believed by all who know her in every word and a devoted Christian.
Sworn to and subscribed before me by William White this day and year
above written and I certify that William White is known to me that he is
a resident of Carrol County in that State of Kentucky that he is a very
P. Townsend, JPTC
State of Kentucky
On the 19th day of June one thousand Eight hundred and fifty six
Personally appeared before a Justice of the Peace within and for the
County and State aforesaid Col. Daniel B. Johnson a Representative of
Trimble County to the State Legislature for 7 years being of good sound
mind a deposing memory after being duly sworn according to law makes the
following statements. He states that he has been a near neighbor of
Thomas Chalfant ever since he was born. That he is now 48 years old
that he has heard Thomas Chalfant tell often times his trials and
difficulties in the War of the Revolution. He has often told him and
others in his presence that he was a soldier in the War of the
Revolution under Capt. Benham and that Benham was under Col. Rogers.
That in the Fall of 1778 Col. Rogers & Captain Benham was ordered with
40 men and keel boats to go to New Orleans to get powder and clothes and
other supplies for the Army. That they was ordered by the Commander in
Chief. They started from Fort Pitt now Pittsburgh about the first of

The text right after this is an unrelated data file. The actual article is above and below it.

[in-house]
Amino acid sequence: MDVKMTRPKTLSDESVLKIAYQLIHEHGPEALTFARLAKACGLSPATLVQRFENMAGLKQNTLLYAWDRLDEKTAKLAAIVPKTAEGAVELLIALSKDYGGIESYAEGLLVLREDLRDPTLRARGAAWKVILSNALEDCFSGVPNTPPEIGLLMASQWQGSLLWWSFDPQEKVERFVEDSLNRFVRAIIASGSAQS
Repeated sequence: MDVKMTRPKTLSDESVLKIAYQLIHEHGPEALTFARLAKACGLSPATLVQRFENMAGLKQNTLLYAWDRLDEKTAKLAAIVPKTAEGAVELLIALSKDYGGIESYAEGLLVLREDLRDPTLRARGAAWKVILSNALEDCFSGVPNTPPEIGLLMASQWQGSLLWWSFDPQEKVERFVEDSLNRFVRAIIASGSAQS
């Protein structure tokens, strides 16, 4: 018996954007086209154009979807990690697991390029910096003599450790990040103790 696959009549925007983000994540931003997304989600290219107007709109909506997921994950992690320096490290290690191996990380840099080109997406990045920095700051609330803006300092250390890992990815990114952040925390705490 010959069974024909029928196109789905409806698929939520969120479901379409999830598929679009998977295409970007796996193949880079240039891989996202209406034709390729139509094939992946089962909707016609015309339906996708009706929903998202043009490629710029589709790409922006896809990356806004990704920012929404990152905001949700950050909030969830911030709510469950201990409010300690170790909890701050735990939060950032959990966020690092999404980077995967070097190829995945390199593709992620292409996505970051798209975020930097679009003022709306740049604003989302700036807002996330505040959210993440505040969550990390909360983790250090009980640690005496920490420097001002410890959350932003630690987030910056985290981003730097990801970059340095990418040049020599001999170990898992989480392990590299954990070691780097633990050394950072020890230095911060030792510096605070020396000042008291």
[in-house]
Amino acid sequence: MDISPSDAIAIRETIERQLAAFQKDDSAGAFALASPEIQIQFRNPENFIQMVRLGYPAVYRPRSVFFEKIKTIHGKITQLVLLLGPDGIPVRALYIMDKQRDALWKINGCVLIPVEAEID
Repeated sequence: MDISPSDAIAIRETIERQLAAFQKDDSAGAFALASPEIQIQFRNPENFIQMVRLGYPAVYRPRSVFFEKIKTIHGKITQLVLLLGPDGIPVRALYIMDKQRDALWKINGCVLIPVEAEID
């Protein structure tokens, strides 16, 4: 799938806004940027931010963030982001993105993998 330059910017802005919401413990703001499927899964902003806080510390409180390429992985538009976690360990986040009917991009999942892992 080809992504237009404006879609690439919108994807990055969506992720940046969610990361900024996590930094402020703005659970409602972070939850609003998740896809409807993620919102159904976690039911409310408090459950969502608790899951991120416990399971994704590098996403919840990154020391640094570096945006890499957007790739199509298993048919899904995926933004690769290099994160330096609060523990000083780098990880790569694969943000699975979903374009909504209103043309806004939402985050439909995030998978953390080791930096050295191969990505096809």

October 1778 they went to New Orleans. When they got to New Orleans the
Commissiary informed them that the supplies had been sent to St. Louis.
They left for St. Louis. They arrived there got the supplies and
started for Fort Pitt whilst asailing the Ohio River near the mouth of
the Little Miami River at the Big Bar, they saw a number of Indians on
the Sand Bar. They Landed their Boats a fight ensued and all the men
under Col. Rogers & Capt. Benham were killed but thirteen that Col.
Rogers was killed, Capt. Benham was wounded this was in the Fall of
1779. That Thomas Chalfant and some two or three others got together
and made their way as best they could meandering Licking River to Riddle
Station nearly naked staid there a short time then went to the falls
where a fort had been built whilst Col. Rogers was a New Orleans & St.
Louis after he arrived at the fort Captain Benham was brought down on a
boat badly wounded through the hips. That Thomas Chalfant helped Capt.
Benham out of the boat up to the fort. That Thomas Chalfant staid at
the fort until the Spring of 1780 then made his way home having served
two years. He further states that Thomas Chalfant was a man that every
person believed always and all occasion told the truth. That he has
heard many persons say that Thomas Chalfant was incapable of telling a
falsehood. That Thomas Chalfant died in the Spring of 1833. That his
widow Mary Chalfant is still living and has never married since his
death. That all his conversations and all statements that he makes and
all occurrances is believed by every person who hears them. That she is
a Lady of unimpeachable character and tells the truth in all she says
and that she is a devoted Christian.
Daniel B. Johnson
August 29th 1857
I have received and examined the papers filed by you on behalf of Mary
Chalfant an applicant for a pension under the Act of 7 July 1838 as the
widow of Thomas who was also an applicant for a pension under the Act of
7 June 1832.
The Claim of Thomas Chalfant was rejected in May 1833 for the reason
that the Service he alleges he performed was not such as provided for by
the pension laws.
The claim of Mary Chalfant is reciprocally rejected.
M. Thompson, Esq.
This indenture made and entered into this 30th day of November one